For years, I’ve seen notices about webinars on topics that interested me. However, I found the idea of signing up for one intimidating. I don’t know why. Maybe it was because I didn’t know what was involved. This fall I’ve taken two webinars, and now I don’t understand why I let imaginary barriers deter me. The process was much easier than pie!
A webinar is a live seminar you can participate in via the internet. Schools, businesses, and other organizations offer them on a variety of topics. A webinar allows an organization to get information to people in different locations at the same time. They usually permit those attending to ask questions in real time and may allow for interactive discussions. Webinars make it easy for anyone with internet access to be a life-long learner.
Although there will be some variations depending on the software used, here is what happened when I took my most recent webinar, "You’ve Lost that Loving Feeling (and How to Get it Back!).” People in support groups I belong to often write about how cancer treatments have affected them sexually, but we are usually just trading frustrations. This presentation sounded like a way for me to get some solid information. Although the webinar was specifically directed to women with metastatic inflammatory breast cancer, I know that their issues would be similar for anyone with breast cancer.
How I attended the webinar
1. Registering. When I decided that I wanted to take the webinar, I clicked on the link to register. The only information I needed to give was my name and my email address. I received an email giving me more information about the webinar. It offered me the opportunity to email questions about the topic ahead of time, so that the lecturer could include my concerns in the talk. It also told me exactly how to log on when the time came.
2. Attending the webinar. At the appointed hour, I clicked on the link provided. The directions explained how to sign on from a home or mobile phone and different kinds of computers. I used my laptop computer. Right away I could see the opening screen, but I couldn’t hear anything. I played with the volume control on my computer to no avail. But the screen had a link in case you had trouble connecting. When I clicked on that, I could hear the presenters.
Ginny Mason, representing the Inflammatory Breast Cancer Research Foundation, and Elda Railey, the computer person facilitating the mechanics of it, made the introductions and checked to make sure that the connections were working. Then Don S. Dizon, M.D., started his lecture. In this case, the screen showed his lecture slides, but some webinars feature a live camera.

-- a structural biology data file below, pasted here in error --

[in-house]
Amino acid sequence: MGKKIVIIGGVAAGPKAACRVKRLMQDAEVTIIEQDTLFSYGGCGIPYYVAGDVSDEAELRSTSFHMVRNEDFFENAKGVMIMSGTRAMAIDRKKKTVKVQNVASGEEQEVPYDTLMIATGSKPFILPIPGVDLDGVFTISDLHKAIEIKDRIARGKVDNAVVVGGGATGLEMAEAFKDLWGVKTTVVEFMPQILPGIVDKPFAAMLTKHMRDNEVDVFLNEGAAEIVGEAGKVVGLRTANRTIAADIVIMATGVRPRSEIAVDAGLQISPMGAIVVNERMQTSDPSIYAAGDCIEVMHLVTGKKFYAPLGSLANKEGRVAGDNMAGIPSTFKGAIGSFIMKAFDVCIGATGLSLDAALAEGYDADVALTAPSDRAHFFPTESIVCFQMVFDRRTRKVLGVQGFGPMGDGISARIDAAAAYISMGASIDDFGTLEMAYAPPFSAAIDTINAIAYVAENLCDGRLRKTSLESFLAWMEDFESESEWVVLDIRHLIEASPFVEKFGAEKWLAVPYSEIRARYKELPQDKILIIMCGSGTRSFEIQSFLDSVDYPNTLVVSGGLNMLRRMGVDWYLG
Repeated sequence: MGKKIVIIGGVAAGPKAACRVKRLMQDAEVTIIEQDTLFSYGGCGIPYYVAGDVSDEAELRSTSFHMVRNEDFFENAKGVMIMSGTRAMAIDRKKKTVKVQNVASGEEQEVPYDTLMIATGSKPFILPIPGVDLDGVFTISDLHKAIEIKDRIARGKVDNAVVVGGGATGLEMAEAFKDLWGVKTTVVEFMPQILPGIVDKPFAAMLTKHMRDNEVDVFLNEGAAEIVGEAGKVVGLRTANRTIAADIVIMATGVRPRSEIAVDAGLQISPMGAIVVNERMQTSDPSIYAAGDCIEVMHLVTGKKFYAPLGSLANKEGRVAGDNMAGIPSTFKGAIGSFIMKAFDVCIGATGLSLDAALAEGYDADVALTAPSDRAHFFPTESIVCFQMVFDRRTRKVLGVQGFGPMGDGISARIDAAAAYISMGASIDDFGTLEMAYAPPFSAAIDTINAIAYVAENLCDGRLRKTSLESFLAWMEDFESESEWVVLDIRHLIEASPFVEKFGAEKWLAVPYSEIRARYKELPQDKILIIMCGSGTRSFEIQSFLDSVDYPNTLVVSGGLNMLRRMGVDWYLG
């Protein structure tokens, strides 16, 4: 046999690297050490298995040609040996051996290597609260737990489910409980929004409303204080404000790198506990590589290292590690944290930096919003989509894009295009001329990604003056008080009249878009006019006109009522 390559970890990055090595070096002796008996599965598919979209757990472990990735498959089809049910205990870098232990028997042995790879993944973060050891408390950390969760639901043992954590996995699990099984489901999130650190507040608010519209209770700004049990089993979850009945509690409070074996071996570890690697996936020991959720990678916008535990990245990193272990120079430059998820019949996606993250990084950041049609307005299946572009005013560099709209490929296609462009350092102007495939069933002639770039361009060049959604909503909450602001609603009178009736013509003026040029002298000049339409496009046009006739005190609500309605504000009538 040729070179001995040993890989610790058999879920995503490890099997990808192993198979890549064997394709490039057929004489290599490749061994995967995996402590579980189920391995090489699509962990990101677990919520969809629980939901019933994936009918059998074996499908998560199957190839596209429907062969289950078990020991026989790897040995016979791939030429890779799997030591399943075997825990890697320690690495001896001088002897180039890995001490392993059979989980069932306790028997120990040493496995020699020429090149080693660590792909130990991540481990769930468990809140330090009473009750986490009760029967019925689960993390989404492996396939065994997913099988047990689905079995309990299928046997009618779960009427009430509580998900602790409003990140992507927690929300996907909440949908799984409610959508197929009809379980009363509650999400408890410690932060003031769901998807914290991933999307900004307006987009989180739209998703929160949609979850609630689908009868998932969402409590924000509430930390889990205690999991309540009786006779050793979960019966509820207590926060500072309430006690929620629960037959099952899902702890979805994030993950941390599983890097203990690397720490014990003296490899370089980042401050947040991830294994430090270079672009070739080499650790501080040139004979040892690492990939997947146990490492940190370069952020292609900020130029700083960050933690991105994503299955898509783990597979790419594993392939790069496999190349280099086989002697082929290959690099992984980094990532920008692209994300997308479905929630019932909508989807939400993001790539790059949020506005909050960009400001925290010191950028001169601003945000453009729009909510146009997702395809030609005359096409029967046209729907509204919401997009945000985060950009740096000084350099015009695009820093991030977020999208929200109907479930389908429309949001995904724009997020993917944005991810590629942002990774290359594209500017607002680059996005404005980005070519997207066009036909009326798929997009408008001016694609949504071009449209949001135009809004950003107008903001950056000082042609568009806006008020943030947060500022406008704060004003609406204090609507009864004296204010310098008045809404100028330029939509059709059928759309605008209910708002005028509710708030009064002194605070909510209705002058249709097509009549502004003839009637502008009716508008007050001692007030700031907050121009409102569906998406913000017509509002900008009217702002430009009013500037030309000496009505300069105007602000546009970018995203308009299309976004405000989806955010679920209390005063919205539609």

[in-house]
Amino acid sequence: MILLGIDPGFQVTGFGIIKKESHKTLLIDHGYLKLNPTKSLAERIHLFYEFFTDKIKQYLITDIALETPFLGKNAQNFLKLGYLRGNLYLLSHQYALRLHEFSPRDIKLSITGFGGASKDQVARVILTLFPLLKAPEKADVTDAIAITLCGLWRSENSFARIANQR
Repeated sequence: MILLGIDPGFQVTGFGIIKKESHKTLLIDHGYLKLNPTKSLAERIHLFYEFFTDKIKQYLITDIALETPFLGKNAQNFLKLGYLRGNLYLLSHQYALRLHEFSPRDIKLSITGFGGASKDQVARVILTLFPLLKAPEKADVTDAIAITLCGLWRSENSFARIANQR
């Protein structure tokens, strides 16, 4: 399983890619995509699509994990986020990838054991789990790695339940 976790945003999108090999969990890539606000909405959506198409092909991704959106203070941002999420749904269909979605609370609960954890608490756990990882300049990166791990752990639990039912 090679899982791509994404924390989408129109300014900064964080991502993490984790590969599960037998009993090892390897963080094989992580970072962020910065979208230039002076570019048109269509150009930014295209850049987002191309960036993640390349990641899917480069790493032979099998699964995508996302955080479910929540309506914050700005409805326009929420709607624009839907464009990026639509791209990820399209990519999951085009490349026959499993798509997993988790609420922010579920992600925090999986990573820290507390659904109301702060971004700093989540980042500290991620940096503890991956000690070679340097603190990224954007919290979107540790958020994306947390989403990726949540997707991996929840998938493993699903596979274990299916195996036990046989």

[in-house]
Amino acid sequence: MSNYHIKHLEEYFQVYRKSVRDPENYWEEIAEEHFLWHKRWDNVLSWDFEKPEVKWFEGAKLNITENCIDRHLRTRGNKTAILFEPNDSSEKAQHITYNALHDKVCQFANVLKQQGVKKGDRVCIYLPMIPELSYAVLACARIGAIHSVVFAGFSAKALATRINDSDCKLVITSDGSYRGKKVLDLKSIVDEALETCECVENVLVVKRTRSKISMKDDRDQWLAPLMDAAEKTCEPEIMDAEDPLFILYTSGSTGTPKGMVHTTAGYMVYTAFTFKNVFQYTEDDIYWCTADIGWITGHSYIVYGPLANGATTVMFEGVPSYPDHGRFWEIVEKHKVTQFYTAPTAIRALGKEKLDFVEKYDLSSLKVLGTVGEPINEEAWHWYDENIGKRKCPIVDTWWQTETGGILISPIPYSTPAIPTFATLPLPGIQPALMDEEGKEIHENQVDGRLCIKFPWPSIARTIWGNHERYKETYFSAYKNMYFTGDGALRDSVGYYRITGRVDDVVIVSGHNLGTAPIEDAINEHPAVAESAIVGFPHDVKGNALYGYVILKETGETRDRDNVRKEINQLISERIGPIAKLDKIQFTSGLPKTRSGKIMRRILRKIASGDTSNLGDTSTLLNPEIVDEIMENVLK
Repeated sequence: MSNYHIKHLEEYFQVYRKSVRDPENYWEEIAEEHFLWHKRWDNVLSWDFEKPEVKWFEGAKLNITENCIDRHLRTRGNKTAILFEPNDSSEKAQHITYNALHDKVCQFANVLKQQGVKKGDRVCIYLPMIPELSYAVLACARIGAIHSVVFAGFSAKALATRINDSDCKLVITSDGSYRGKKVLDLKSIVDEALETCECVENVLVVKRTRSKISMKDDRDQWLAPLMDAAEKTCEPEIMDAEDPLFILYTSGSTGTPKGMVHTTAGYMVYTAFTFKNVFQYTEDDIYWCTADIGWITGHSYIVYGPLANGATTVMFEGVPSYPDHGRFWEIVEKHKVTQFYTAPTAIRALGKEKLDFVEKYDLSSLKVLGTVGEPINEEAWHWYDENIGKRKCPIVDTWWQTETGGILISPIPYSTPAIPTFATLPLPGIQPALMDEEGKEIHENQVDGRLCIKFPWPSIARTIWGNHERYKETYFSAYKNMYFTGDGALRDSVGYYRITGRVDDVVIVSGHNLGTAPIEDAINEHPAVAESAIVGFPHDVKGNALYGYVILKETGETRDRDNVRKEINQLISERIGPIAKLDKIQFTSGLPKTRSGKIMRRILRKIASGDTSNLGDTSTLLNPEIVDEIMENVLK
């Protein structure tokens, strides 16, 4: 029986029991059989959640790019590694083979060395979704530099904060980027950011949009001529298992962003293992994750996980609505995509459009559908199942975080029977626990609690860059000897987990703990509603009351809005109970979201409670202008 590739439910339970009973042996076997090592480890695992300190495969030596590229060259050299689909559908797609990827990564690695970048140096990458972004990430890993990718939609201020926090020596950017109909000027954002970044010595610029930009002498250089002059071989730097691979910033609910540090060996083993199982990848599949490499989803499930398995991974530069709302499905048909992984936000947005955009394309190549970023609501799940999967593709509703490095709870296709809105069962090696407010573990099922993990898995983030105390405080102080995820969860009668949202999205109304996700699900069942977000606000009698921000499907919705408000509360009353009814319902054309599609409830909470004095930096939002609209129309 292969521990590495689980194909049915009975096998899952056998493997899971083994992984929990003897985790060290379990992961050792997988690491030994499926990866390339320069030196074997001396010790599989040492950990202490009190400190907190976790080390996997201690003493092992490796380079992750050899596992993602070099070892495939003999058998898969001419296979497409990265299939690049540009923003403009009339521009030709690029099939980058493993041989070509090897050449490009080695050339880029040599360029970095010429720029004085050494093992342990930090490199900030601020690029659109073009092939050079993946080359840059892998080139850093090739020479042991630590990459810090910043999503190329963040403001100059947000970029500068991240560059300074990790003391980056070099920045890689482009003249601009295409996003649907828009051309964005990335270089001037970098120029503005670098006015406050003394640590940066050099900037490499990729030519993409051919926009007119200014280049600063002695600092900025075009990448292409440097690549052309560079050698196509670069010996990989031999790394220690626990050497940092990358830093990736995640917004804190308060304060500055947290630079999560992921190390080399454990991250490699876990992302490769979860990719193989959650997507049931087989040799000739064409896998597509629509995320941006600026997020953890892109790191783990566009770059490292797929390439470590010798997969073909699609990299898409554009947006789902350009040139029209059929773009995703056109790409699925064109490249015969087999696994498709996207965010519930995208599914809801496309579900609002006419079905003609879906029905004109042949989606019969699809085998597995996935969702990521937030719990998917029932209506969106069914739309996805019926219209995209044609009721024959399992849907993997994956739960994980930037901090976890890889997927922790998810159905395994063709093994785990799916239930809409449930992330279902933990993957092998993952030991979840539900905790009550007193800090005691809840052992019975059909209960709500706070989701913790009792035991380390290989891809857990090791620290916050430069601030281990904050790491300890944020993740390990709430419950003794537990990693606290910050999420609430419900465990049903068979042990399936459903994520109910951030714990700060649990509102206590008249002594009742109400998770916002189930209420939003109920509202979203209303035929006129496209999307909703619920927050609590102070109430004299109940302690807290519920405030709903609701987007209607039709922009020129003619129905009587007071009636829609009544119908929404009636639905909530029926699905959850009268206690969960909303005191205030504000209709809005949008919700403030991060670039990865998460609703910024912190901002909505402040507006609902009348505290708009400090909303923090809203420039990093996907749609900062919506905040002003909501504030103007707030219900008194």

There was a chat box below the screen for asking questions and a button labeled “Raise hand,” for the same purpose. In this particular webinar, the audience was quiet, but the mechanics offer the possibility for audience participation.
3. Conflicting schedules? Webinars are often recorded so that people can listen to them later. Depending on the webinar provider, you might still need to register beforehand. If you know you have a conflict, ask if a recording will be available. Then register to be notified when the recording will be available for you to view at your leisure.
Other info to consider
How can you know if the information presented in a webinar is accurate? Like any other information, you need to be smart about how you evaluate what you hear. Consider the following:
- How reputable is the organization offering the webinar? Is it a university or health support group? If the organization is trying to sell you products, bring some healthy skepticism to the presentation. The products may be wonderful, but understand the bias underlying the lecture. Think of it as one of those infomercials you see on TV. I’ve worked with the IBC Research Foundation for years and am familiar with other educational materials this non-profit has produced, so I was confident it would be a quality offering.
- What are the credentials of the main presenter? A bio should be available including his or her educational background and current position. For a webinar on health topics, you want to see affiliation with a university or hospital. Ideally, the speaker is known as an expert on the topic. Dr. Dizon is affiliated with both a medical school and major hospital, so I trusted his credentials.
- How does the speaker back up the information presented? While anecdotes about individuals can be entertaining, you also want to hear facts backed up by research data. The speaker should make the source of the data clear. Dr. Dizon cited his source for every study he included at the bottom of each slide. I had confidence that he knew what he was talking about because his data came from many sources and clinical trials.
The next time you see a notice about a webinar on a topic that interests you, don’t hesitate. Get some more information and find out what is involved in registering. You do not have to live in a university town to have access to great information. You can be a life-long learner from the comfort of home.
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Phyllis Johnson is an inflammatory breast cancer (IBC) survivor diagnosed in 1998. She has written about cancer for HealthCentral since 2007. She serves on the Board of Directors for the Inflammatory Breast Cancer Research Foundation, the oldest 501(3)© organization focused on research for IBC. She is a list monitor for an online support group at www.ibcsupport.org. Phyllis attends conferences such as the National Breast Cancer Coalition’s Project LEAD® Institute. She tweets at @mrsphjohnson.